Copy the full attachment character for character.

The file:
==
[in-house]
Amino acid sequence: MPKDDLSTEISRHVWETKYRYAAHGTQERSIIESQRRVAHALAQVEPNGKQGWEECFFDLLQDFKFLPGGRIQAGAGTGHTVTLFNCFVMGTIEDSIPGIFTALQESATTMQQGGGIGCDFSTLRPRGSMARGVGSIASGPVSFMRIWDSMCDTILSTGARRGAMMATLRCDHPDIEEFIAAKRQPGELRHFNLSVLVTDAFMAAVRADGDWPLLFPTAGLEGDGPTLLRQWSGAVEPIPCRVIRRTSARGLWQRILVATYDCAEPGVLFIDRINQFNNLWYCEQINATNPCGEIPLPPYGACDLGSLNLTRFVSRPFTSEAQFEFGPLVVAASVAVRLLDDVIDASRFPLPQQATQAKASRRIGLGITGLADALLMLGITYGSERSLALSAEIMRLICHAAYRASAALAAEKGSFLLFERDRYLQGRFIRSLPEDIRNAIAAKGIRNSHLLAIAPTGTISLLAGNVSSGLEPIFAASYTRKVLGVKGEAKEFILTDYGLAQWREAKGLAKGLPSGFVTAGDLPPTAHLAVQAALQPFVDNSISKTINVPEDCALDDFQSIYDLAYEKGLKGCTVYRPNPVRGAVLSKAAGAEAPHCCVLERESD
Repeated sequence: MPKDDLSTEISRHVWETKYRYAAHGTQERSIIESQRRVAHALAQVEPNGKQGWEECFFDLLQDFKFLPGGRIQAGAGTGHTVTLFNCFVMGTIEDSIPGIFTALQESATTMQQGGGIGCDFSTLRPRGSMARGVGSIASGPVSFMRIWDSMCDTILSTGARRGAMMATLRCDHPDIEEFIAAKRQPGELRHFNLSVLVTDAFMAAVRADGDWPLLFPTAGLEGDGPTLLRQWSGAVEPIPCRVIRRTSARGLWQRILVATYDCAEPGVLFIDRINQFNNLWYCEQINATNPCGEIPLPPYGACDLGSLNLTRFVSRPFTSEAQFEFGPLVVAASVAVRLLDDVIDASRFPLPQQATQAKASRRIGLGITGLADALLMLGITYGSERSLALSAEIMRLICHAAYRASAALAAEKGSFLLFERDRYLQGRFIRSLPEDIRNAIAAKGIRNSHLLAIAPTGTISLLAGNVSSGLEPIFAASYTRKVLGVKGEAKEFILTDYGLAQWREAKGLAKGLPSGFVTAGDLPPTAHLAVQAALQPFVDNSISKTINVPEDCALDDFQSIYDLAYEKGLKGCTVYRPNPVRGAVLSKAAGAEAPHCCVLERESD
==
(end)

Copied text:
[in-house]
Amino acid sequence: MPKDDLSTEISRHVWETKYRYAAHGTQERSIIESQRRVAHALAQVEPNGKQGWEECFFDLLQDFKFLPGGRIQAGAGTGHTVTLFNCFVMGTIEDSIPGIFTALQESATTMQQGGGIGCDFSTLRPRGSMARGVGSIASGPVSFMRIWDSMCDTILSTGARRGAMMATLRCDHPDIEEFIAAKRQPGELRHFNLSVLVTDAFMAAVRADGDWPLLFPTAGLEGDGPTLLRQWSGAVEPIPCRVIRRTSARGLWQRILVATYDCAEPGVLFIDRINQFNNLWYCEQINATNPCGEIPLPPYGACDLGSLNLTRFVSRPFTSEAQFEFGPLVVAASVAVRLLDDVIDASRFPLPQQATQAKASRRIGLGITGLADALLMLGITYGSERSLALSAEIMRLICHAAYRASAALAAEKGSFLLFERDRYLQGRFIRSLPEDIRNAIAAKGIRNSHLLAIAPTGTISLLAGNVSSGLEPIFAASYTRKVLGVKGEAKEFILTDYGLAQWREAKGLAKGLPSGFVTAGDLPPTAHLAVQAALQPFVDNSISKTINVPEDCALDDFQSIYDLAYEKGLKGCTVYRPNPVRGAVLSKAAGAEAPHCCVLERESD
Repeated sequence: MPKDDLSTEISRHVWETKYRYAAHGTQERSIIESQRRVAHALAQVEPNGKQGWEECFFDLLQDFKFLPGGRIQAGAGTGHTVTLFNCFVMGTIEDSIPGIFTALQESATTMQQGGGIGCDFSTLRPRGSMARGVGSIASGPVSFMRIWDSMCDTILSTGARRGAMMATLRCDHPDIEEFIAAKRQPGELRHFNLSVLVTDAFMAAVRADGDWPLLFPTAGLEGDGPTLLRQWSGAVEPIPCRVIRRTSARGLWQRILVATYDCAEPGVLFIDRINQFNNLWYCEQINATNPCGEIPLPPYGACDLGSLNLTRFVSRPFTSEAQFEFGPLVVAASVAVRLLDDVIDASRFPLPQQATQAKASRRIGLGITGLADALLMLGITYGSERSLALSAEIMRLICHAAYRASAALAAEKGSFLLFERDRYLQGRFIRSLPEDIRNAIAAKGIRNSHLLAIAPTGTISLLAGNVSSGLEPIFAASYTRKVLGVKGEAKEFILTDYGLAQWREAKGLAKGLPSGFVTAGDLPPTAHLAVQAALQPFVDNSISKTINVPEDCALDDFQSIYDLAYEKGLKGCTVYRPNPVRGAVLSKAAGAEAPHCCVLERESD